When I was a kid, probably about eight years old, I got my first hardcover journal. I think it was for my birthday, though it could have come in an Easter basket. We were a gift-giving family, so sometimes after decades have passed, I donâ€™t remember precisely what holiday was the occasion for a gift. But I do remember that the notebook was the same size as the one Iâ€™m writing in right now, one very like the one youâ€™re writing in now because itâ€™s both big enough and portable enough. Itâ€™s also a pretty standard size for journals. And I still have it; itâ€™s in a trunk in my closet. Itâ€™s easy to remember when you can just go look at a thing. It has an illustration on the front of a generic Teddy bear-type wearing overalls. It wasnâ€™t Corduroy, the storybook bear I loved for his love of pockets, but he was close enough. Outside this bearâ€™s rectangular frame is a pattern of little pink flowers. As a kid, I loved it.
I started in immediately, in ink of many colors. I wrote one- and two-paragraph short stories. I would now try to elevate these by calling them flash fiction. I wrote rhyming couplets and odes to every animal that passed through our yard. I wrote haiku about every object my gaze fell across, including two-liter pop bottles. Over the next few days, I wrote like a tiny little motherfucker. I had pages to fill in a hardcover notebook.
Then my mom, a big supporter of my writing habit then and now, and the purchaser of the bear notebook, told me to slow down. I didnâ€™t have to fill it so fast. I could ponder. Savor. Commit only the best, most meaningful thoughts to the bound pages. I think it was the haiku about pop bottles that made her think maybe I wasnâ€™t being judicious in my use of the journal.
Of course, she didnâ€™t say anything like that at all. She probably tossed off some very Mom phrase, like, â€œDonâ€™t use it up all at once.â€ She meant donâ€™t be wasteful. I grade-school brain heard that what I wrote had to countâ€”every word.
And so for most of my life I have balanced two truths: I love notebooks. I never use the notebooks I have. If a project wonâ€™t fill it, neatly and completely and brilliantly, then why sully its pages with shitty attempts and half-formed ideas? A hardbound notebook should be like a handwritten novel, start to finish, precious and correct. No false starts, no half-formed ideas, no haiku about Orange Crush because it happens to be whatâ€™s in front of you when you have a pen and a notebook in your hands while you sit on the floor of the kitchen for some weird kid reason.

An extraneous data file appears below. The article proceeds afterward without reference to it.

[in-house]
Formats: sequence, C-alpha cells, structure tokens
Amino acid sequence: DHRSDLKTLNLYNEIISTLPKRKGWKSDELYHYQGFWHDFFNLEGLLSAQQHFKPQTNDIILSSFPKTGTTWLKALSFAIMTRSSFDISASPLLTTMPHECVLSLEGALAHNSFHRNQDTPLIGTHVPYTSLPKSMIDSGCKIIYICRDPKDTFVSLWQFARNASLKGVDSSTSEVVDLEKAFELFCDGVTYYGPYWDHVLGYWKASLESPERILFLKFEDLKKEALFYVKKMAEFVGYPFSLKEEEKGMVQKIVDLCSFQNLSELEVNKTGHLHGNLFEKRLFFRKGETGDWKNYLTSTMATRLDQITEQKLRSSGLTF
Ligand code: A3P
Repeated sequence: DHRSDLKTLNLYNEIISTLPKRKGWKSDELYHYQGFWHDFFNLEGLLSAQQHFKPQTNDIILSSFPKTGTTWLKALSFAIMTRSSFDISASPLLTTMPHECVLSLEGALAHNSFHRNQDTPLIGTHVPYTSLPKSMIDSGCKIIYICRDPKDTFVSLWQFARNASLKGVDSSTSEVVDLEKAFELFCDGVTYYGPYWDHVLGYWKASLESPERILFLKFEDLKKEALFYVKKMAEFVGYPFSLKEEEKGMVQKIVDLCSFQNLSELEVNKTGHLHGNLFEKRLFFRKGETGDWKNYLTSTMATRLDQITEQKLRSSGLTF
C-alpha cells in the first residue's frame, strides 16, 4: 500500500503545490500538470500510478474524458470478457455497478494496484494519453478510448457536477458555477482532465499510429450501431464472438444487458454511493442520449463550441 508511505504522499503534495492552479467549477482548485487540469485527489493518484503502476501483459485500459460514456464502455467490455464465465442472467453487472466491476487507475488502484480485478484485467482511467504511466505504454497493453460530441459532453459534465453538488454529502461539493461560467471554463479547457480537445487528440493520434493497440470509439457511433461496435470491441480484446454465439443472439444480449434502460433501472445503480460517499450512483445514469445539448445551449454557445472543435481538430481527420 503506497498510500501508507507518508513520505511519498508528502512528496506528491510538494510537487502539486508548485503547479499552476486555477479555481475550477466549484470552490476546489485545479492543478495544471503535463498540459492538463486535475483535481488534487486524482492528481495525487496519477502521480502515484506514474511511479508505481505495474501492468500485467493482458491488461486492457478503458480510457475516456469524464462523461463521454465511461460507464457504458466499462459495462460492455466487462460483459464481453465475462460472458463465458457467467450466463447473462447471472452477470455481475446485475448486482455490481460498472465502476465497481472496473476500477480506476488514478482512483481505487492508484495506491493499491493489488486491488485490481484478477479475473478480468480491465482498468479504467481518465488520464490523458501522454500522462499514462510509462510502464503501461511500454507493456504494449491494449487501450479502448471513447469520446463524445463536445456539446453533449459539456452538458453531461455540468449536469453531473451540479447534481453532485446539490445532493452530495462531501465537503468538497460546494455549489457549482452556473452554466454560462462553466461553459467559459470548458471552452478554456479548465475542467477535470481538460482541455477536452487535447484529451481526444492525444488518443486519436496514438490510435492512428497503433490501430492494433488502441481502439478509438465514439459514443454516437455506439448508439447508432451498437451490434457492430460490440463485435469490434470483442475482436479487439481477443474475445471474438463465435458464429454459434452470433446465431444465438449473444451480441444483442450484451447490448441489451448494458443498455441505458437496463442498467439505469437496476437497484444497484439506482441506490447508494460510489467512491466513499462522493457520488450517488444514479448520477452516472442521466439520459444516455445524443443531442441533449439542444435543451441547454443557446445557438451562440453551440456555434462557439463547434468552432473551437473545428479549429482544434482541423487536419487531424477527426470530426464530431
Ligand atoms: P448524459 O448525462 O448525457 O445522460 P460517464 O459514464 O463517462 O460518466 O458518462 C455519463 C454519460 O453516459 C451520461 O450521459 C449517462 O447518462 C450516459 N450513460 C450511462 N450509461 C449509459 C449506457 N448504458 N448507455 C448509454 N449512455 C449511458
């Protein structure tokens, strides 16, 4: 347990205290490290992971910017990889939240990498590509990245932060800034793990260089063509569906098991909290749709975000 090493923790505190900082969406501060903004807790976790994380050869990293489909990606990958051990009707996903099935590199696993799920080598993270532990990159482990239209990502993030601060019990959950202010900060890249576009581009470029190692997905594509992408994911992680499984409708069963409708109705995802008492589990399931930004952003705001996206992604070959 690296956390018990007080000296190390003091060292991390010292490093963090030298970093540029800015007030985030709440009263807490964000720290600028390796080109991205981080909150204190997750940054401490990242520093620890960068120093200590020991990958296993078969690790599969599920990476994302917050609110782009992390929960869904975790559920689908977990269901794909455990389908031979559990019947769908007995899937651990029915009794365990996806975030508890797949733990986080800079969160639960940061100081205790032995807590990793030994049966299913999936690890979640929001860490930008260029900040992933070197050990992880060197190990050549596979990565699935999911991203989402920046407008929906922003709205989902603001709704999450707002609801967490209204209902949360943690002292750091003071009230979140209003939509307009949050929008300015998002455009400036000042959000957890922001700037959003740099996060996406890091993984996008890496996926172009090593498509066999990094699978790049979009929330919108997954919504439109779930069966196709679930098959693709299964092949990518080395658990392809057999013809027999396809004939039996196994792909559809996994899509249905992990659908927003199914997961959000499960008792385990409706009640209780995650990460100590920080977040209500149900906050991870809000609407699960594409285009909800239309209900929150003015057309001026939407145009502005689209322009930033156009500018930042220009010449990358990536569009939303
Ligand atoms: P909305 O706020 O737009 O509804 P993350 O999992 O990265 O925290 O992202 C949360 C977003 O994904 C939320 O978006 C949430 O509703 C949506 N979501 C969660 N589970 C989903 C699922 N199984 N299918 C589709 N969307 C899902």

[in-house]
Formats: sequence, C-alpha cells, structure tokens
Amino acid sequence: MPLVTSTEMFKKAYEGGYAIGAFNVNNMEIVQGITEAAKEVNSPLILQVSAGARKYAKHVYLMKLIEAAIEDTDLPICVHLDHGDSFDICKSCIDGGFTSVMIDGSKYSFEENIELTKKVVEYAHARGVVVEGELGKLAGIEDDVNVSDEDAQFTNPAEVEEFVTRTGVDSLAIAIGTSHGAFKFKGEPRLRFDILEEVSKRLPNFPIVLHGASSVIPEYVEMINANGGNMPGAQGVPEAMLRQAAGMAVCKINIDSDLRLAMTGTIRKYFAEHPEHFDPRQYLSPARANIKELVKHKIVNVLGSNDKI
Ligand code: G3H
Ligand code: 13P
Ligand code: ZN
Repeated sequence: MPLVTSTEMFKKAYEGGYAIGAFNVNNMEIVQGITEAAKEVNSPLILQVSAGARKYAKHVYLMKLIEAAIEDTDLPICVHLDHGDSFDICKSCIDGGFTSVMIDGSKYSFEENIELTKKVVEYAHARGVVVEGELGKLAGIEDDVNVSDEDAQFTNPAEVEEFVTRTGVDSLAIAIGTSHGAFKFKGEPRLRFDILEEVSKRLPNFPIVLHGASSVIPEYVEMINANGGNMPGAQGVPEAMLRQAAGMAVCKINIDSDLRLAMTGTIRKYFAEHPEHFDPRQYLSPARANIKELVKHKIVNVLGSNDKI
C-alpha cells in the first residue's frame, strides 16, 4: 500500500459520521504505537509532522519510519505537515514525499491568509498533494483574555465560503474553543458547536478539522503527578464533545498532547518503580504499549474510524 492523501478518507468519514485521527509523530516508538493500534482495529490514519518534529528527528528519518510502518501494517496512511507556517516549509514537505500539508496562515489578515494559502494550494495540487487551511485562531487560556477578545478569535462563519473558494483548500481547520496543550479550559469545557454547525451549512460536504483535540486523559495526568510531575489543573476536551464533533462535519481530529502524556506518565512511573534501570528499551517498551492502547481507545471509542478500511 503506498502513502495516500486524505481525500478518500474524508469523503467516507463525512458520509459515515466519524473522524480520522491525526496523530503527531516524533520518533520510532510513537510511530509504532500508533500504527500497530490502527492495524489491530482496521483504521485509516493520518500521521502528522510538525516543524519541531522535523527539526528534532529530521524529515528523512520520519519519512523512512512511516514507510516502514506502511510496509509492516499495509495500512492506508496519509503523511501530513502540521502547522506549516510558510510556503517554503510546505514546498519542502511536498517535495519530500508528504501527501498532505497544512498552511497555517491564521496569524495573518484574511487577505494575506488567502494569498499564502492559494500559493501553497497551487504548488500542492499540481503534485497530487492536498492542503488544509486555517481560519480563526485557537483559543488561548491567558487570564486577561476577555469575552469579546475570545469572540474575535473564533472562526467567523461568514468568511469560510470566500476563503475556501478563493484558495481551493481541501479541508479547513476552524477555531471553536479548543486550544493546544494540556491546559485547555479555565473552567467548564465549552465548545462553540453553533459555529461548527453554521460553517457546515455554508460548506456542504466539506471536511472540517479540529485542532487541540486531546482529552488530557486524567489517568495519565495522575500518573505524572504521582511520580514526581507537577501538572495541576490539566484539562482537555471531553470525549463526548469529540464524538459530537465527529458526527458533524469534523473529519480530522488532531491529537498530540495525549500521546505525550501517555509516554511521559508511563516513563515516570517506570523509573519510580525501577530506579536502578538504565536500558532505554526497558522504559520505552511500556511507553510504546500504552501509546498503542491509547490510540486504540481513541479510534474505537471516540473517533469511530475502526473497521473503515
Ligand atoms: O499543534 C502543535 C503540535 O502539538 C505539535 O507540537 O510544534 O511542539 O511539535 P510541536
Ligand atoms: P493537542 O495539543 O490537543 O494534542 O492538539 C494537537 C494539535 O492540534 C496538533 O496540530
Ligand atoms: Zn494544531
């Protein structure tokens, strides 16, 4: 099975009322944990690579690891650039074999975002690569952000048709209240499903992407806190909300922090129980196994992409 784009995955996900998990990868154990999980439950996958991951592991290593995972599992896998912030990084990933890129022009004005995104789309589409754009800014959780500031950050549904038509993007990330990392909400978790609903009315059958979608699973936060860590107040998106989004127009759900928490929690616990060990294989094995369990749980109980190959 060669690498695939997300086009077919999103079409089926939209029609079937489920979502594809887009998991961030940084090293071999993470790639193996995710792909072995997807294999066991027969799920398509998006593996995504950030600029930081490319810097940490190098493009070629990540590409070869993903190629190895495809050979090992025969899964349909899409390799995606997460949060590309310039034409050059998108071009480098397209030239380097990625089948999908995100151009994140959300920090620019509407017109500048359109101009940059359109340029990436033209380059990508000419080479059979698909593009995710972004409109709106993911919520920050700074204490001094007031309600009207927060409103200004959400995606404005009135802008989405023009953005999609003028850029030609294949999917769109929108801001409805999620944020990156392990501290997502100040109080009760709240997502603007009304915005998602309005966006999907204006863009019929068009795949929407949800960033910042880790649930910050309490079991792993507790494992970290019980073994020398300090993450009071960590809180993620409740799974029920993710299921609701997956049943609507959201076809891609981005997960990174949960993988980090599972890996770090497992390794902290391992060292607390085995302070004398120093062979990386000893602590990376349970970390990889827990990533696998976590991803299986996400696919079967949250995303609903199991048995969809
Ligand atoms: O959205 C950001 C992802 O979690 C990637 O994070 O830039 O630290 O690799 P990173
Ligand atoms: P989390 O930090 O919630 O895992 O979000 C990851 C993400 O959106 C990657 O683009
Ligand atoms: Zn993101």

I did not realize the depth of my belief in the unified theory of journals until I started a Bullet Journal in October 2016. Desperate for a new way to capture everything from ideas to schedules to notes at trade shows, I did what I had never done before. In the middle of a Moleskine I was using as a half-assed journal, I changed the format. I started bullet journaling instead. I watched creator Ryder Carroll’s video and read the tutorials for how to start a Bullet Journal. I dove in very messily, ready to abandon the system at the first whiff of bullshit.
I have not missed a week in a year and a half. I have blown through, used up, raced through, and filled up two journals, and Iâ€™m seventy-five pages into my third. One I bought new for this purpose. One I bought as a vacation souvenir but then didnâ€™t use because it was too lovely. One had dots. Two had lines. One had a soft cover, and I learned that prefer hard covers that lie flat, though I am not religious about this or any other bullet journal detail. I have filled them. Am filling them. Will fill them.
My Bullet Journals are not pretty. No calendar stamps. Some halfhearted attempts at color and washi tape. No illustrated monthly introduction pages. Lots of to-do lists, goals, and simple calendars. Lots of project idea caches. Lots of quotes and thoughts from books Iâ€™m readingâ€”a commonplace. Lots of notes for books and essays Iâ€™m incubating. Lots of notes for roleplaying games Iâ€™m running.
A draft of this very essay in longhand over several pages, as seen at the top of this post.
My momâ€”my biggest fanâ€”meant nothing by her comment. In that way of grade school minds, I heard mountains more, and that mountain followed me for thirty-five years. Bullet journals turned that fixation on only worthy words in only the most beautiful journals into the ridiculous molehill it should have been all along.
I change layouts constantly. I fill pages. I abandon pages. I never save blank pages for a rainy day. I live in Portland, Oregon, where it rains all the time. I tear right through these journals like a bear in a blueberry patch. (Another favorite childhood book: Blueberries for Sal.) I gobble up pages and let the ink run down my chin.
Pages are not precious. Ideas are too important to worry about their worth before they even get out of my head. I need to see them and turn them over like a hunk of rock. Worth polishing into a jewel? Today? Tomorrow? Worth chomping through the pages, one after another, to make this happen yet? Worth starting a collection to outline the steps to make this idea a reality? Worth putting it in the six-month planner? Worth sketching the idea for the website over a two-page spread?
The bullet journal is the incubatorâ€”inkubatorâ€”for all those messy thoughts and the lists that give them structure.
Using up a journal doesnâ€™t mean Iâ€™m done. It means exactly the opposite: Iâ€™ve got more. Always more. So much more.
Want a bronze sculpture of your own? Visit Amber Jean’s website.
Want to know how to start a simple, messy Bullet Journal of your own? Visit the BuJo website.